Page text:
As one might expect, although there are universal themes that run through every movie, every culture has its own take on how to present those themes. Chinese and Japanese cinematography is every bit as amazing and imaginative as its partners in other countries. There may be a bit more martial arts  (at least there are in the movies I’ve chosen), and their approach to the walking dead and magic and monsters is unique to their audience. The music might sometimes be off (Jazz in Mojin?), but that might be to contrast modernism with ancient worlds. They do a lot of swearing in these movies, too, but since I don’t understand a word of it, I’m not offended.

There is something wonderfully mysterious about ancient Chinese and Japanese culture. To many who are born and raised in the United States in general and the Midwest in particular, these countries are as far away as the Andromeda Galaxy. The language, the traditions, are so different that you can’t help but be wrapped up in their heady perfume. Even if the genres are fantasy, you can learn a lot about a culture from the way they interact with each other. The things they say. The things they don’t say.

I am finding this true in art, too. I feel like I’ve lived so long with blinders on that I never knew there was art outside of Monet and Renoir. That a painting, a sculpture, a movie, can speak thousands of words about a person’s heritage, beliefs, and history. That the art of the Netherlands is just as mysterious and beautiful as that of Harlem. That there is a place in history for shoguns as well as scullions.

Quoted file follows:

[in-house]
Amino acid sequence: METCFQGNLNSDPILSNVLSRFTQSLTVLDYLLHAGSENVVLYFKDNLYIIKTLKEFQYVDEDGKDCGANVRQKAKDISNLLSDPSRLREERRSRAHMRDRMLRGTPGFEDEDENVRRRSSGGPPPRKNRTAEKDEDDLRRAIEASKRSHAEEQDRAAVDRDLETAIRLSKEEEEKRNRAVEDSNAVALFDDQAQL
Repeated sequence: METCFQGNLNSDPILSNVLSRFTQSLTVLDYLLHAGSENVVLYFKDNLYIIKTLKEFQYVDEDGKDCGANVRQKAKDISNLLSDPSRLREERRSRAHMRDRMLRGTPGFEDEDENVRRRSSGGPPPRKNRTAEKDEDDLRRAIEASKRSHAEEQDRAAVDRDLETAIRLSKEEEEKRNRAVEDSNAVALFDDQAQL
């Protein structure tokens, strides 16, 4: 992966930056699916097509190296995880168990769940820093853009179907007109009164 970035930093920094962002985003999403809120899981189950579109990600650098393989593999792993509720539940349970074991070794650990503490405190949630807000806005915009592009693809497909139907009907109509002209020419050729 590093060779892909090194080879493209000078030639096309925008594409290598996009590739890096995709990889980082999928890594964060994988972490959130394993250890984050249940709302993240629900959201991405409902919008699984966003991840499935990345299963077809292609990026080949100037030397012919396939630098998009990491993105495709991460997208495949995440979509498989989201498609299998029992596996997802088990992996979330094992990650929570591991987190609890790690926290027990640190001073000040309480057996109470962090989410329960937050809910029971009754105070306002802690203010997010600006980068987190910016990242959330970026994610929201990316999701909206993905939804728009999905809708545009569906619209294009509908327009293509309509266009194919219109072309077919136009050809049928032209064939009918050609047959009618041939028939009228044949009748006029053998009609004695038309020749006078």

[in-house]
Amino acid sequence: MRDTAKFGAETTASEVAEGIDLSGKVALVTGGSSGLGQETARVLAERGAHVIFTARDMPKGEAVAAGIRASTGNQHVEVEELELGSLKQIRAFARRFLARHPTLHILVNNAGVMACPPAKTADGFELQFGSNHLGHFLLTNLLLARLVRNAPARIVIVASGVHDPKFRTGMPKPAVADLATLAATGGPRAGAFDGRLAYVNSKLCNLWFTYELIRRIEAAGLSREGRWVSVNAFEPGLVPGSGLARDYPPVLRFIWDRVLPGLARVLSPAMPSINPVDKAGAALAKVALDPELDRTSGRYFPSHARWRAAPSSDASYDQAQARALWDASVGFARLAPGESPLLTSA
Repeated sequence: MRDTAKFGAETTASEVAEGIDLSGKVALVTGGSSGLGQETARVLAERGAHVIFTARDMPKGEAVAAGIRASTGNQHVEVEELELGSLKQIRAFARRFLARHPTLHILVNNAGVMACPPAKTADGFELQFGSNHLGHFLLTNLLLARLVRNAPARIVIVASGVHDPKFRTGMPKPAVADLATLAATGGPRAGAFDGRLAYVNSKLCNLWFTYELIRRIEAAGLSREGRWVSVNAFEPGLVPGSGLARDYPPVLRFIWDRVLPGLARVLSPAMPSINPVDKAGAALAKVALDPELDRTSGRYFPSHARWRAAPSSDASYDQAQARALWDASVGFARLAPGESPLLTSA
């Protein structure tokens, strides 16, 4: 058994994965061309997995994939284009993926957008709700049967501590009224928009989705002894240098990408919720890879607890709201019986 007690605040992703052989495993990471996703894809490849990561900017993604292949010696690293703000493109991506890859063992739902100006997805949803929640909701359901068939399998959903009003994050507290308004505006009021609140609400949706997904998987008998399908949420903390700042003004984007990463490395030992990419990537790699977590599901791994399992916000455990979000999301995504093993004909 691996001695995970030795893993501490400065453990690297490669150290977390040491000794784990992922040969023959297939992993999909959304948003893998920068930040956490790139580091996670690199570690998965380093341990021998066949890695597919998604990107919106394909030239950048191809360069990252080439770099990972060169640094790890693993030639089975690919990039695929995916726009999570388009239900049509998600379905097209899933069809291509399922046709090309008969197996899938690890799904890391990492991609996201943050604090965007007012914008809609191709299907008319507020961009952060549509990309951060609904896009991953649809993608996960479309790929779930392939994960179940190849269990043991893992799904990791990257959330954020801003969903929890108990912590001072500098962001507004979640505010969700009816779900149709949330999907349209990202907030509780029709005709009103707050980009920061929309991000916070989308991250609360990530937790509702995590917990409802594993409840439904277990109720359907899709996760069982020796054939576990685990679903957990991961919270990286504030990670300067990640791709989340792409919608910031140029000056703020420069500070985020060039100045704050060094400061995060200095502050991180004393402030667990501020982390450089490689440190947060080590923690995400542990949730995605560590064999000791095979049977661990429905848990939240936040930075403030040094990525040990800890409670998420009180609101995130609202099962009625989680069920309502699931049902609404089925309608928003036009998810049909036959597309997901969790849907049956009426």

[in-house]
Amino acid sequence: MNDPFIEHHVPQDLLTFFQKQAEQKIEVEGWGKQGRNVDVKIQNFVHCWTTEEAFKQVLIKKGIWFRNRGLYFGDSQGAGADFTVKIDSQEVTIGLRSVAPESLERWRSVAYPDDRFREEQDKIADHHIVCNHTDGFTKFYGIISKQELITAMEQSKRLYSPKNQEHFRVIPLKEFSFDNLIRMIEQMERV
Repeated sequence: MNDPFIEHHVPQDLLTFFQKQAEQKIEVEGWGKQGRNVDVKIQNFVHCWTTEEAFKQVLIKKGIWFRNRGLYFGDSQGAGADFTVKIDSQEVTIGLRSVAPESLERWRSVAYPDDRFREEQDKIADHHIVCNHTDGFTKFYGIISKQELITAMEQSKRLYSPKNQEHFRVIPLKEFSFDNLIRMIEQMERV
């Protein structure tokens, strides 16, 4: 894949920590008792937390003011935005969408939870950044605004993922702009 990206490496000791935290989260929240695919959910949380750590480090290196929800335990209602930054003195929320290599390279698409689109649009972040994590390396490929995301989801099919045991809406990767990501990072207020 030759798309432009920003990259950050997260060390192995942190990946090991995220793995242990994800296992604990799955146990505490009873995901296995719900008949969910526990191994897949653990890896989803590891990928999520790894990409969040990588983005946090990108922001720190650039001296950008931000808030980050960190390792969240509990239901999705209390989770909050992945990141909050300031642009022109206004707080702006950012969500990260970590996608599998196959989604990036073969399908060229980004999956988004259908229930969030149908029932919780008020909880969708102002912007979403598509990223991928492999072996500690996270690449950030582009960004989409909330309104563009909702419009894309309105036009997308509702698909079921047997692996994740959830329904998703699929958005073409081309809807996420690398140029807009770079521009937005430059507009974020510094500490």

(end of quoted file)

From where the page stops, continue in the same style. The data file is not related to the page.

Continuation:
And all the fields of Creativity are speaking to us.

Of course, the main reason I don’t get much writing done is that I have to read the subtitles on the screen. (That’s how I know about the swearing.) And you really have to concentrate, because each movie has different inferences. Like the one I just watched was big into Mao’s Cultural Revolution. The one the other night was big into Buddha. And Fearless was about the founder and spiritual guru of the Jin Wu Sports Federation. Important conversations and innuendoes that you would miss if you were merely listening to the movie while, say, doing the dishes.

The Han Dynasty. The 18th Dynasty of  Tutankhamun. The Age of the Vikings  from 8th century to mid 11th century A.D. The Middle Ages. Genghis Khan, Emperor of the Mongol Empire in 1206. Worlds we can only imagine. Worlds only writers and historians can imagine. I just can’t resist books and documentaries and movies that put only a toe into those oceans of the past. Time travel of the most extraordinary kind.

Maybe that’s why these exotic Chinese movies interest me so much. Even if made in modern times, they reflect ancient traditions. Ancient worlds. Places I will never experience except in my mind.